Managing Social Anxiety

Managing Social Anxiety

Social Anxiety

In a world that often feels like a stage, managing social anxiety can feel overwhelming and create unnecessary self-doubt and distress. Although it might seem as though everyone else handles social interactions with ease and confidence, dealing with social anxiety symptoms is not an uncommon issue. According to the Diagnostic and Statistical Manual of Mental Disorders (DSM-5), social anxiety disorder (also known as social phobia) is defined as a marked and persistent fear of one or more social or performance situations in which an individual is exposed to unfamiliar people or to possible scrutiny by others. The individual fears that he or she will act in a way (or show anxiety symptoms) that will be embarrassing and humiliating.

Key characteristics of social anxiety disorder as outlined in the DSM-5 include:

  • Marked fear or anxiety about one or more social situations where the individual is exposed to possible scrutiny by others. This could include social interactions (like having a conversation or meeting unfamiliar people), being observed (like eating or drinking), and performing in front of others (like giving a speech).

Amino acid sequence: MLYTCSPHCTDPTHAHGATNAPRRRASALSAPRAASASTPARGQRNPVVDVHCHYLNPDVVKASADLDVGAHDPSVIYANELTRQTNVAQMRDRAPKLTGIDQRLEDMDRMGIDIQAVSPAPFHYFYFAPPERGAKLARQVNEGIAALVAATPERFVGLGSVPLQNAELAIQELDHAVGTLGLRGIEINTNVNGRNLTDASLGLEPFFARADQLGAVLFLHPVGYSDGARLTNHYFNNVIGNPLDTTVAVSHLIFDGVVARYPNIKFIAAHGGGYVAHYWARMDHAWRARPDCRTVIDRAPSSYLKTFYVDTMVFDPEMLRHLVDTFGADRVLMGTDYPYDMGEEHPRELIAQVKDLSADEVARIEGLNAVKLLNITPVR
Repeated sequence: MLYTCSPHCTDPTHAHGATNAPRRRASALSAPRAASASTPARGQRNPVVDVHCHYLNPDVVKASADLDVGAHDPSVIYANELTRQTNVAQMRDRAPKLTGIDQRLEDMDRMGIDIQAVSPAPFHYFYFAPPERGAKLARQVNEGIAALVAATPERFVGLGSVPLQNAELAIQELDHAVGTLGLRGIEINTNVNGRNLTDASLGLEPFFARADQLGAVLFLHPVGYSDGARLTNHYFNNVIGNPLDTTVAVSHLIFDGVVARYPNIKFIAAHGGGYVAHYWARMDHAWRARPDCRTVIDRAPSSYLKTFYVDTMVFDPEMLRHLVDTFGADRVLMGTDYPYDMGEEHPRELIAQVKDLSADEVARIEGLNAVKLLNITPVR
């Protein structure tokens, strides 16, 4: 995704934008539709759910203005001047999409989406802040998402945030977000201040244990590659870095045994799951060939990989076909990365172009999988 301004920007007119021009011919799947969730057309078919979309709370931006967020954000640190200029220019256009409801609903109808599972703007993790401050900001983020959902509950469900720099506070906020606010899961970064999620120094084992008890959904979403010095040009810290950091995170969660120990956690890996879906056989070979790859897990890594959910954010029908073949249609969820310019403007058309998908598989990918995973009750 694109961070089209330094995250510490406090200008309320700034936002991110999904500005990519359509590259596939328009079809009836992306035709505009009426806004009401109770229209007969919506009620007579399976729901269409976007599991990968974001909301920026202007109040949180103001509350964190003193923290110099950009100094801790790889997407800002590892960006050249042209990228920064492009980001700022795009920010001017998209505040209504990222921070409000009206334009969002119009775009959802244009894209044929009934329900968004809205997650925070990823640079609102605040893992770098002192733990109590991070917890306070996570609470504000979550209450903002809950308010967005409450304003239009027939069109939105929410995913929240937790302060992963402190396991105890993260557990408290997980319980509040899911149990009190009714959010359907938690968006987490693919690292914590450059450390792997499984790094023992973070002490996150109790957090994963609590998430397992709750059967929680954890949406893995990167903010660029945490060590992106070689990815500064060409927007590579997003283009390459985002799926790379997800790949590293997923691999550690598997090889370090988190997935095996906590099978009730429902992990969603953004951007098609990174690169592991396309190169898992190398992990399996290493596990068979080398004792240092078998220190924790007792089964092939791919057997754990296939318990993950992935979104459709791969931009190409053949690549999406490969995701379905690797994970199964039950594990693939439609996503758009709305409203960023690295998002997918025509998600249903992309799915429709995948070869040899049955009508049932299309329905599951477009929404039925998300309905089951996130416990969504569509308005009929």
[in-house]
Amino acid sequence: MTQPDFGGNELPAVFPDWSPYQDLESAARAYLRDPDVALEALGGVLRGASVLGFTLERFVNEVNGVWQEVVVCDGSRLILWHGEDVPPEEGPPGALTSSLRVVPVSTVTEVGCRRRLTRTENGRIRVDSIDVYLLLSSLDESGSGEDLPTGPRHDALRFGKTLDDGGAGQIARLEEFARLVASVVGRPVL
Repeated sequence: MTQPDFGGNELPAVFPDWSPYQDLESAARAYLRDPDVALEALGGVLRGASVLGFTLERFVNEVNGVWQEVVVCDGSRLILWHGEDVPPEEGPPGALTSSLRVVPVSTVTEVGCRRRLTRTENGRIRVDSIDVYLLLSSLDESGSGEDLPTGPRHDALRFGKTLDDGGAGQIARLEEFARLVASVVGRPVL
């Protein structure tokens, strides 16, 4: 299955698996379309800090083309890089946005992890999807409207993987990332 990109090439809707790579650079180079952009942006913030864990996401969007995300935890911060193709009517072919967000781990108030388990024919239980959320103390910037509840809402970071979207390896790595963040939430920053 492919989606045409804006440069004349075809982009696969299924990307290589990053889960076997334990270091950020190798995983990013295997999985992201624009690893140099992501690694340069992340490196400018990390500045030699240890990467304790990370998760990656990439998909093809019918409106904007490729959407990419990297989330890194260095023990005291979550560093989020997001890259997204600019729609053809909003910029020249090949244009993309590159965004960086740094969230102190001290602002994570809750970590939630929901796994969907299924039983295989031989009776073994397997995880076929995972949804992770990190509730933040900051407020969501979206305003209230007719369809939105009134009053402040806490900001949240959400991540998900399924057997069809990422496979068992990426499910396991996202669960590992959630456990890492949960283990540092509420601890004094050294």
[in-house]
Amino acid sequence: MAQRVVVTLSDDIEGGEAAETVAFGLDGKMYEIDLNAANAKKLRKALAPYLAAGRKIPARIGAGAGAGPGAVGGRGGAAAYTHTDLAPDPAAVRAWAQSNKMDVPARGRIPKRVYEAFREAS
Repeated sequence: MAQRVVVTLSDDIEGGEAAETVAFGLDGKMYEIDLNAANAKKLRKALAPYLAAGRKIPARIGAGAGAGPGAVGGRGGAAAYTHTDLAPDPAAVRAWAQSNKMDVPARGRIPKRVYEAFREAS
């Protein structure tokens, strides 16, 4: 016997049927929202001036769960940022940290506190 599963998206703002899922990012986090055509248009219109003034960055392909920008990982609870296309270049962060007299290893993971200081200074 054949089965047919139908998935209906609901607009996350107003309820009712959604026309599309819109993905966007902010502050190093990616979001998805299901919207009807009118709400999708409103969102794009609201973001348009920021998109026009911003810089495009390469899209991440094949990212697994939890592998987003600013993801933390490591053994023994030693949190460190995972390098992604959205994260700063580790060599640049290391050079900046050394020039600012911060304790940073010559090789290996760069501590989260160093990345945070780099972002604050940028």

• Fear of acting in a way that will show anxiety symptoms that will be negatively evaluated (i.e., will be humiliating or embarrassing; will lead to rejection or offend others).
  • The social situations almost always provoke fear or anxiety.
  • The social situations are avoided or endured with intense fear or anxiety.
  • The fear or anxiety is not attributable to a medical condition, medication, or substance abuse.
  • The fear, anxiety, or avoidance is persistent, typically lasting for 6 months or more.

Research into social anxiety began in the 60’s and 70’s and was ultimately recognized as a separate disorder in 1980. I say all of this to point to the fact that social anxiety has been studied for a while now and is surprisingly not the result of social media. This blog post takes a look at some of the common characteristics and fears associated with social anxiety symptoms as well as social anxiety strategies and how therapy can help.